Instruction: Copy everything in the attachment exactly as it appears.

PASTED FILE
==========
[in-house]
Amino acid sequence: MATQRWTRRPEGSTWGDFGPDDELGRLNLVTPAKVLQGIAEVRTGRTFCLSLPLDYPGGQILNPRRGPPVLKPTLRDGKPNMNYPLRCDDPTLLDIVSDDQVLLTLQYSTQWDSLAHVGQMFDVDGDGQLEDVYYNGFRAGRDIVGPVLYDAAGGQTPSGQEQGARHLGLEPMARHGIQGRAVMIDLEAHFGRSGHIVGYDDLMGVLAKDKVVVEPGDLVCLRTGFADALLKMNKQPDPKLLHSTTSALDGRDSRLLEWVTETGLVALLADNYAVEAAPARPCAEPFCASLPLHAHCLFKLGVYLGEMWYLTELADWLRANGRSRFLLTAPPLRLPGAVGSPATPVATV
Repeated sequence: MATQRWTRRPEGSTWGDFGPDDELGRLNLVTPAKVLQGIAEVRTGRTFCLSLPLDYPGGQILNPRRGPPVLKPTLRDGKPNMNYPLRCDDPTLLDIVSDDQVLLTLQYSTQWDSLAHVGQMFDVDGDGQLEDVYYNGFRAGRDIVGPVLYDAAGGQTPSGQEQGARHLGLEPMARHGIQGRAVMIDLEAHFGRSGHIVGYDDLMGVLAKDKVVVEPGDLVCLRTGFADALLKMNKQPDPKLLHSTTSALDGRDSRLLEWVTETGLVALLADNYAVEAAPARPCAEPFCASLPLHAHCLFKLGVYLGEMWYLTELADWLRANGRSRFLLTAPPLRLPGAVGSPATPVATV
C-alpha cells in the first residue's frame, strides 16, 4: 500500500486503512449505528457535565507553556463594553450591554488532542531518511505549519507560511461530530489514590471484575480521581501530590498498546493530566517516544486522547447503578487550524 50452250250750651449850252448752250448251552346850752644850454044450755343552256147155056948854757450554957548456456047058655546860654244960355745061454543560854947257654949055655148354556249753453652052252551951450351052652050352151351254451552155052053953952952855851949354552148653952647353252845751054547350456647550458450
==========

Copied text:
[in-house]
Amino acid sequence: MATQRWTRRPEGSTWGDFGPDDELGRLNLVTPAKVLQGIAEVRTGRTFCLSLPLDYPGGQILNPRRGPPVLKPTLRDGKPNMNYPLRCDDPTLLDIVSDDQVLLTLQYSTQWDSLAHVGQMFDVDGDGQLEDVYYNGFRAGRDIVGPVLYDAAGGQTPSGQEQGARHLGLEPMARHGIQGRAVMIDLEAHFGRSGHIVGYDDLMGVLAKDKVVVEPGDLVCLRTGFADALLKMNKQPDPKLLHSTTSALDGRDSRLLEWVTETGLVALLADNYAVEAAPARPCAEPFCASLPLHAHCLFKLGVYLGEMWYLTELADWLRANGRSRFLLTAPPLRLPGAVGSPATPVATV
Repeated sequence: MATQRWTRRPEGSTWGDFGPDDELGRLNLVTPAKVLQGIAEVRTGRTFCLSLPLDYPGGQILNPRRGPPVLKPTLRDGKPNMNYPLRCDDPTLLDIVSDDQVLLTLQYSTQWDSLAHVGQMFDVDGDGQLEDVYYNGFRAGRDIVGPVLYDAAGGQTPSGQEQGARHLGLEPMARHGIQGRAVMIDLEAHFGRSGHIVGYDDLMGVLAKDKVVVEPGDLVCLRTGFADALLKMNKQPDPKLLHSTTSALDGRDSRLLEWVTETGLVALLADNYAVEAAPARPCAEPFCASLPLHAHCLFKLGVYLGEMWYLTELADWLRANGRSRFLLTAPPLRLPGAVGSPATPVATV
C-alpha cells in the first residue's frame, strides 16, 4: 500500500486503512449505528457535565507553556463594553450591554488532542531518511505549519507560511461530530489514590471484575480521581501530590498498546493530566517516544486522547447503578487550524 50452250250750651449850252448752250448251552346850752644850454044450755343552256147155056948854757450554957548456456047058655546860654244960355745061454543560854947257654949055655148354556249753453652052252551951450351052652050352151351254451552155052053953952952855851949354552148653952647353252845751054547350456647550458450